High-street consumers have started to loosen their purse strings, but underlying demand remains fragile, putting the onus on retailers to prop up consumption with creative strategies.

This story first appeared in the January 29, 2010 issue of WWD. Subscribe Today.

Hennes & Mauritz AB, the world’s third-largest fashion retailer, beat analysts’ expectations on Thursday by posting a 20.9 percent jump in net profit in the fourth quarter. Meanwhile, French clothing chain Etam said total group sales rose 6.5 percent, with China clocking a 31 percent increase.

The figures come after a report by the International Monetary Fund forecasting the world economy will recover faster than anticipated this year, though it will proceed at different speeds depending on the region. The IMF now expects global output to rise 3.9 percent after falling 0.8 percent in 2009.

H&M said it was already seeing an improvement. Its total sales rose 15 percent in December versus the same period last year, while same-store sales were up 3 percent — their first monthly increase in eight months. Total sales during the period of Jan. 1 to 26 were up 13 percent versus the same time last year.

The Swedish retailer is starting to shift its focus from mature markets toward higher-growth economies, noted John Guy, retail and luxury goods analyst at MF Global Securities. “Ongoing focus on expansion in key Asian markets ought to benefit them,” he said.

Net profit in the three months ended Nov. 30 totaled 6.15 billion kronor, or $884 million, with sales increasing 6 percent to 32.76 billion kronor, or $4.7 billion, from 30.85 billion kronor, or $4.4 billion, during the same quarter a year earlier. Dollar figures are converted at average exchange rates for the period.

H&M cautioned that mild fall temperatures left it holding large stocks of cold-weather items going into 2010, forcing it to offer aggressive markdowns. H&M head of investor relations Nils Vinge said the sales improvement in recent weeks was also due in part to favorable comparisons with the same period a year earlier, in particular December.

“Comparable-unit sales were down 5 percent in 2009 as a whole,” he said on a conference call, noting that despite solid growth in Germany, its biggest market, H&M faced tough trading conditions in recession-hit France, Spain and the U.S. in 2009.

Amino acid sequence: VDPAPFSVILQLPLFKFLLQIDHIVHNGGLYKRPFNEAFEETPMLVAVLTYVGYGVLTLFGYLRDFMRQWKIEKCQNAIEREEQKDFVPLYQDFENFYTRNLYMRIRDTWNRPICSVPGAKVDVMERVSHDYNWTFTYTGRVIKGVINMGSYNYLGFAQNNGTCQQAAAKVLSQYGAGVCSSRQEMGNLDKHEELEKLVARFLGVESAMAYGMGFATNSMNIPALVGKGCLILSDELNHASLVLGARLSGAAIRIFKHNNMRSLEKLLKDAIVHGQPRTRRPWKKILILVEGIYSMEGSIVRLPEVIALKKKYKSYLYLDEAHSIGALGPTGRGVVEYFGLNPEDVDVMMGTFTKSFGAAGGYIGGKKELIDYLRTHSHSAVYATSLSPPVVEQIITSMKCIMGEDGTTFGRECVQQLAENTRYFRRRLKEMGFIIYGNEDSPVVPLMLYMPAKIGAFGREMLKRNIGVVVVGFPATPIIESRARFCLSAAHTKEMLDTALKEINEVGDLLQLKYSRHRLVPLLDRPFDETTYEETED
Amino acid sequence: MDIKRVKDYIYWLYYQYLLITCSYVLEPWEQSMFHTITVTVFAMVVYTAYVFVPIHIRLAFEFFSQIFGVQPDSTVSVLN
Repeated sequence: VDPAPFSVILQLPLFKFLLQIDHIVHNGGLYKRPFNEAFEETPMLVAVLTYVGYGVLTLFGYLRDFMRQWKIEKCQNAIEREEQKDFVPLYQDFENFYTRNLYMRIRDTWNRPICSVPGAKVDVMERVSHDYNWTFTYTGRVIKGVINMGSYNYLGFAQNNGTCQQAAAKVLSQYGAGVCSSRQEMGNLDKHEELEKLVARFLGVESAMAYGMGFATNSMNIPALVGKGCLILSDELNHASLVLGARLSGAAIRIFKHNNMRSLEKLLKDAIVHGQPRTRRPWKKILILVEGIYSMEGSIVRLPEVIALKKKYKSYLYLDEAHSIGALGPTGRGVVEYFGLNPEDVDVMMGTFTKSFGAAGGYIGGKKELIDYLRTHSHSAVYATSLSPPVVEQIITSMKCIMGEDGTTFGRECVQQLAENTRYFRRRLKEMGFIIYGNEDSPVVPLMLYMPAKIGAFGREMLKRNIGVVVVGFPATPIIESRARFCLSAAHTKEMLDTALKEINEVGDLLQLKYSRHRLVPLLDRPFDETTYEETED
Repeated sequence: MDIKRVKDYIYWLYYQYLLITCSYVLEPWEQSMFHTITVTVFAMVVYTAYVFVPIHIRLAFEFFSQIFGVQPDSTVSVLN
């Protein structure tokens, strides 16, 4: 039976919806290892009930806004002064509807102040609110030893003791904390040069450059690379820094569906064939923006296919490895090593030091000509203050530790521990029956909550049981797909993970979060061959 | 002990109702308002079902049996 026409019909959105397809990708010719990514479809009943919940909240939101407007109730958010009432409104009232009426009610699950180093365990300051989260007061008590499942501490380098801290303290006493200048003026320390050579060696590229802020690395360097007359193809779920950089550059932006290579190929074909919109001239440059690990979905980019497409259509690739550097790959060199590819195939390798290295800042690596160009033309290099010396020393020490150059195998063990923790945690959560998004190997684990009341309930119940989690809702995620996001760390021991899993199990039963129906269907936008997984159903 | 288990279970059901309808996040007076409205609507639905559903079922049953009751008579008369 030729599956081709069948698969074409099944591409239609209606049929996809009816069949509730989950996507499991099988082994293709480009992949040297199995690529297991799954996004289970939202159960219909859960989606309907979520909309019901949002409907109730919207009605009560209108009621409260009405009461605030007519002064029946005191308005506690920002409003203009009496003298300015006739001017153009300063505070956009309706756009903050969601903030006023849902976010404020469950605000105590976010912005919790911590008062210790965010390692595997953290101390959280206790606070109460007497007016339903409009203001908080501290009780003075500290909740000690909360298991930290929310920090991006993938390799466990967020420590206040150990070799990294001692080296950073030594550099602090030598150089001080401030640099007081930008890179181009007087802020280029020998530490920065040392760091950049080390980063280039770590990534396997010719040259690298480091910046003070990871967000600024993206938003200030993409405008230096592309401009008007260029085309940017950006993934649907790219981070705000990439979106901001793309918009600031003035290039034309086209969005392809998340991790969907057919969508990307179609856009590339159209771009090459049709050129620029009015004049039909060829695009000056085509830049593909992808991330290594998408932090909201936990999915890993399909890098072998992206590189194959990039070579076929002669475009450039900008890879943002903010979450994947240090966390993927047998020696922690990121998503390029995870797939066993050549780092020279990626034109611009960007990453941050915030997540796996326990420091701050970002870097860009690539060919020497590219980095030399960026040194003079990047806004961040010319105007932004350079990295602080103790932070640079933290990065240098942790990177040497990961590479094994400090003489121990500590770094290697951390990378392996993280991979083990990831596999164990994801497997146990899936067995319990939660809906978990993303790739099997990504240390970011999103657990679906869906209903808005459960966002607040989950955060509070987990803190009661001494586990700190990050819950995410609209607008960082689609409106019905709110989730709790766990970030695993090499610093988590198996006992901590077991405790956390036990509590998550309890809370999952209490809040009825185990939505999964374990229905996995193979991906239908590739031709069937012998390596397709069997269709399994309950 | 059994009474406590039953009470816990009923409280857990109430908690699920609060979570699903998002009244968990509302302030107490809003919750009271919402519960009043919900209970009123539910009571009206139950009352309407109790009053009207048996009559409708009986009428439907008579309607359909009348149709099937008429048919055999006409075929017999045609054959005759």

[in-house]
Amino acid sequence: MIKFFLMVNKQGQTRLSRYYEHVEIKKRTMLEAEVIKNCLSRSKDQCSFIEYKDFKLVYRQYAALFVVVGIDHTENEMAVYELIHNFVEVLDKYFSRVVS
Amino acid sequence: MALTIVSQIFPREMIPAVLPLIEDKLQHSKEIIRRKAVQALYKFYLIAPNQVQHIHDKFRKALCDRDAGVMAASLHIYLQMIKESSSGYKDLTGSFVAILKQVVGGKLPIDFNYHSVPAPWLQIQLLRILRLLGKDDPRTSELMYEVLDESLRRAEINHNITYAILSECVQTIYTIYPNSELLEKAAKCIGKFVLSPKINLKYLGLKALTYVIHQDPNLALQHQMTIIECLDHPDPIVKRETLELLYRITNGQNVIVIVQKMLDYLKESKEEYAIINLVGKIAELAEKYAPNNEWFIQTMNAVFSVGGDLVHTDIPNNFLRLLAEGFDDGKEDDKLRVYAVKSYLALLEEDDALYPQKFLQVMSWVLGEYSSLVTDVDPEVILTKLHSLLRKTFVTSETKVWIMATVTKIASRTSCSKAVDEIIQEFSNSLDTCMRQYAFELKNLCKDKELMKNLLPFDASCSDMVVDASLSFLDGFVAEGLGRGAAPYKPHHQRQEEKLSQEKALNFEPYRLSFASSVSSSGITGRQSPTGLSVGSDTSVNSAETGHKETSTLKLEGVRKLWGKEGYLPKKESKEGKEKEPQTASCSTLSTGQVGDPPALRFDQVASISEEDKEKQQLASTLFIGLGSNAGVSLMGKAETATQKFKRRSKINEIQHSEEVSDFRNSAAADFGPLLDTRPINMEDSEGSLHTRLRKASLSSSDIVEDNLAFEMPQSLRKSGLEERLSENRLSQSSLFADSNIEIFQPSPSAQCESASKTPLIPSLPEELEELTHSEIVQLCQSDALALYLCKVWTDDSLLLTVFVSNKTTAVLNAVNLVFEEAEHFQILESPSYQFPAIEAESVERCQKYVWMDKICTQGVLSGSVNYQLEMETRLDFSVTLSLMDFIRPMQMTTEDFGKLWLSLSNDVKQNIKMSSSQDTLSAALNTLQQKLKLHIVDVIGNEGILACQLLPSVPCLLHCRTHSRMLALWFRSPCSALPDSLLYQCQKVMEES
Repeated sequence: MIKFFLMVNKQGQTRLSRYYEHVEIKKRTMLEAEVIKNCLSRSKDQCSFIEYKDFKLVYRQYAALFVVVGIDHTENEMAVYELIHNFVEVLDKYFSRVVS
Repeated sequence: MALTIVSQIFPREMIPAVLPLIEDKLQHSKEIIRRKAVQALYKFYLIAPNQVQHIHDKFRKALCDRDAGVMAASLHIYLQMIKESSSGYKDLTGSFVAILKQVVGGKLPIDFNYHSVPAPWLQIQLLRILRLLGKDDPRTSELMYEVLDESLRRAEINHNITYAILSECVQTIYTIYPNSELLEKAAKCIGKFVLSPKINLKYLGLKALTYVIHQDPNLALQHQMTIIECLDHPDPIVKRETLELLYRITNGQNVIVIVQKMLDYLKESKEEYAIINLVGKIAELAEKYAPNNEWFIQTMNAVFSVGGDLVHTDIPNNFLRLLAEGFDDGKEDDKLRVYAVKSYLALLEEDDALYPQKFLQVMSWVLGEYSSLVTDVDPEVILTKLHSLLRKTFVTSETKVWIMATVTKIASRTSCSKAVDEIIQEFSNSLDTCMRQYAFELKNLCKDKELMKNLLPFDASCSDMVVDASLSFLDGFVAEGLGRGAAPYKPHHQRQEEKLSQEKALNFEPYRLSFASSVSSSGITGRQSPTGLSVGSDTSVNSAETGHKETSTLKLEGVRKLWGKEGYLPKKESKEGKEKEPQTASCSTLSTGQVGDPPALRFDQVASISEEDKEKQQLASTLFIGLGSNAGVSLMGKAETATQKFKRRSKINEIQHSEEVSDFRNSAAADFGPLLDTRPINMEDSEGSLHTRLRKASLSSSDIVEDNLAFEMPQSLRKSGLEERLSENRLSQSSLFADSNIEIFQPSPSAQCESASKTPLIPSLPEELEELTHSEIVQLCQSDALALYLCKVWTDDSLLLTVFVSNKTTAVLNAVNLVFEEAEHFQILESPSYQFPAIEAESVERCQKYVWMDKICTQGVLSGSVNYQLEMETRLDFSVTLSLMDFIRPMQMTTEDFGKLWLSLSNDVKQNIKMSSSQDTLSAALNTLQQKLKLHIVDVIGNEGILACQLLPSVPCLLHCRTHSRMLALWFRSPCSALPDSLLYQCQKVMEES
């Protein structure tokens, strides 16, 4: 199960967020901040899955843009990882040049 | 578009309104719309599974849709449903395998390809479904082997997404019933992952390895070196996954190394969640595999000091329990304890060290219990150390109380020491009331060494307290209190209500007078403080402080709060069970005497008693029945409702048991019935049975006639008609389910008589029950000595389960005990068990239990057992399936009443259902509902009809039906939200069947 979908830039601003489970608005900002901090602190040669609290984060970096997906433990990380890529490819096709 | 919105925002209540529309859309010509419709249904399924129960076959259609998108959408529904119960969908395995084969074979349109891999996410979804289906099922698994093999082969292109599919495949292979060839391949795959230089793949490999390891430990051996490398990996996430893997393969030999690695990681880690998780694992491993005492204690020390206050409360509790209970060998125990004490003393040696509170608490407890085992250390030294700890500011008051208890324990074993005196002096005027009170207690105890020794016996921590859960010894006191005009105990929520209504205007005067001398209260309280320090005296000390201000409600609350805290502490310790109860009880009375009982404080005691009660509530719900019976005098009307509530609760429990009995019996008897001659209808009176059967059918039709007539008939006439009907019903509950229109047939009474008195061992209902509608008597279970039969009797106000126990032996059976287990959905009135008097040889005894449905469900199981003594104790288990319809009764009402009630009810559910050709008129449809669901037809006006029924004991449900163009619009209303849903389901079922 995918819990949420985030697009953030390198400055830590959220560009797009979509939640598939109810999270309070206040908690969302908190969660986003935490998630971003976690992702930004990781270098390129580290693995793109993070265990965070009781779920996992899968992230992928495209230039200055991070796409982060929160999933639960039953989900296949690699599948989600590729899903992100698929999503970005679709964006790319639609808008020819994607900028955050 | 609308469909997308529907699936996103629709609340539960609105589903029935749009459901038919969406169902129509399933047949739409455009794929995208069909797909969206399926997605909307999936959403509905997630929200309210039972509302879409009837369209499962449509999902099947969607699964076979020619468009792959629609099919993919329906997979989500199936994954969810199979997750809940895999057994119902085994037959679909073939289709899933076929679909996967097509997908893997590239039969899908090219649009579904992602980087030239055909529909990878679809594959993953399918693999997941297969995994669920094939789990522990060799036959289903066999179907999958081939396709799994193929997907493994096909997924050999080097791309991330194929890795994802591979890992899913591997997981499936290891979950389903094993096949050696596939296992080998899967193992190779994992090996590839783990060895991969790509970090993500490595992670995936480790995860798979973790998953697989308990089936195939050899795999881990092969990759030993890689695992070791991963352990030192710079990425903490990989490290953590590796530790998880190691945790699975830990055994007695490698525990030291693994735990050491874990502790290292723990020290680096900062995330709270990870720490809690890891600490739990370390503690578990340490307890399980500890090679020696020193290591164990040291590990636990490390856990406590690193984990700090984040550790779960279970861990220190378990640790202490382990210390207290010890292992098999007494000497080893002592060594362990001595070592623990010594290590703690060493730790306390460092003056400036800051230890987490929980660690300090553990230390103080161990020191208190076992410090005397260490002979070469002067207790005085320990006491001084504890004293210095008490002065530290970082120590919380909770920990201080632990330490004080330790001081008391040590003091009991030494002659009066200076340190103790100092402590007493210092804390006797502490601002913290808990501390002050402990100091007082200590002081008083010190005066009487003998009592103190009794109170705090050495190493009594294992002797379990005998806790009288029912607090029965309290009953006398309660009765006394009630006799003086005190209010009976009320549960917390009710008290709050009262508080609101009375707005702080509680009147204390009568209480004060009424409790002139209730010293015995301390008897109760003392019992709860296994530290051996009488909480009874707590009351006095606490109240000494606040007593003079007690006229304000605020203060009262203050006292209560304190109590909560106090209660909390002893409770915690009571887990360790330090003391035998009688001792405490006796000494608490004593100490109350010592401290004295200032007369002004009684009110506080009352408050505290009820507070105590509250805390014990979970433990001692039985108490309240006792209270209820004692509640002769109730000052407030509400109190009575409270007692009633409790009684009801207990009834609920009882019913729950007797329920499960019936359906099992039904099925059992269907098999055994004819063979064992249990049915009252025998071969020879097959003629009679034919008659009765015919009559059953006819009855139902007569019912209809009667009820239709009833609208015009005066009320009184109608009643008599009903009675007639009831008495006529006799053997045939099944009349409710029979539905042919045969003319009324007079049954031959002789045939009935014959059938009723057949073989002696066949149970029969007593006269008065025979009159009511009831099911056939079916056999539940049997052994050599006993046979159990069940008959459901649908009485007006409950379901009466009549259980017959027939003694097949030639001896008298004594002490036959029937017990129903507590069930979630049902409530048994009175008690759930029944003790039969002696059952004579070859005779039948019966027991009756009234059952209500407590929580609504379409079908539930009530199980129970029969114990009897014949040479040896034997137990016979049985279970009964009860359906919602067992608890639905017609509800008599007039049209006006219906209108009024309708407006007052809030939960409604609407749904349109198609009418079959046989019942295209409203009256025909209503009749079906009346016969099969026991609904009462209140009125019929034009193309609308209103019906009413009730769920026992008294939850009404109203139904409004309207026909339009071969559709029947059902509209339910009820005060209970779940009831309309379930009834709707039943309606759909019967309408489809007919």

That could prompt the retailer to lower its prices in certain markets and increasingly customize its offer, Vinge said. “It may involve lower prices, but could also mean more fashion and quality at the same prices,” he explained.

Guy at MF Securities noted H&M achieved significant margin uplift, especially in the fourth quarter, which it would now be able to reinvest into expanding its high-fashion offerings or adapting its offer to regional tastes. “They have benefited from internal currency hedging and surprised markets regarding their negotiations with suppliers.

For the full year ended Nov. 30, net profit came in at 16.38 billion kronor, or $2.3 billion, while sales advanced 14 percent to 118.70 billion kronor, or $17 billion, from 104.04 billion kronor, or $14.9 billion, in 2008.

Gross margin rose to 66.3 percent in the fourth quarter from 62.4 percent in the same quarter a year earlier. H&M said markdowns had a negative effect of 50 basis points on gross margin in the fourth quarter, and would likely also weigh on gross margin in the first quarter of 2010.

Vinge noted, however, customer response to the new spring collection landing in stores was “better” than in 2009 and the company remained “positive” about future expansion.

H&M indicated it would continue to focus expansion efforts in Asia, with its planned entry into South Korea and a high number of store openings in China. China and Japan jointly accounted for sales of 2.7 billion kronor, or $352 million, in 2009.

The company will open 240 stores in 2010, mainly in the U.S., U.K., China, France, Germany and Italy. This will include 12 stores for its higher-priced COS concept and 25 for trend-driven chains Monki and Weekday, including openings in Finland and The Netherlands. Investments are set to total 6 billion kronor, or $817.2 million, in 2010, Vinge said.

The chain now operates 1,988 stores in 35 markets. In addition to South Korea, it plans to enter Israel this year and introduce online sales in the U.K.

Etam, which operates 2,671 stores in China out of a total of 3,834 worldwide, said the country yielded close to 50 percent growth last year. The group posted sales of 286.9 million euros, or $423.7 million, in the fourth quarter ended Dec. 31.

Sales in Europe were down 1.5 percent year-on-year to 200.1 million euros, or $295.5 million, during the quarter, while sales in China rose 30.9 percent to 86.8 million euros, or $128.2 million.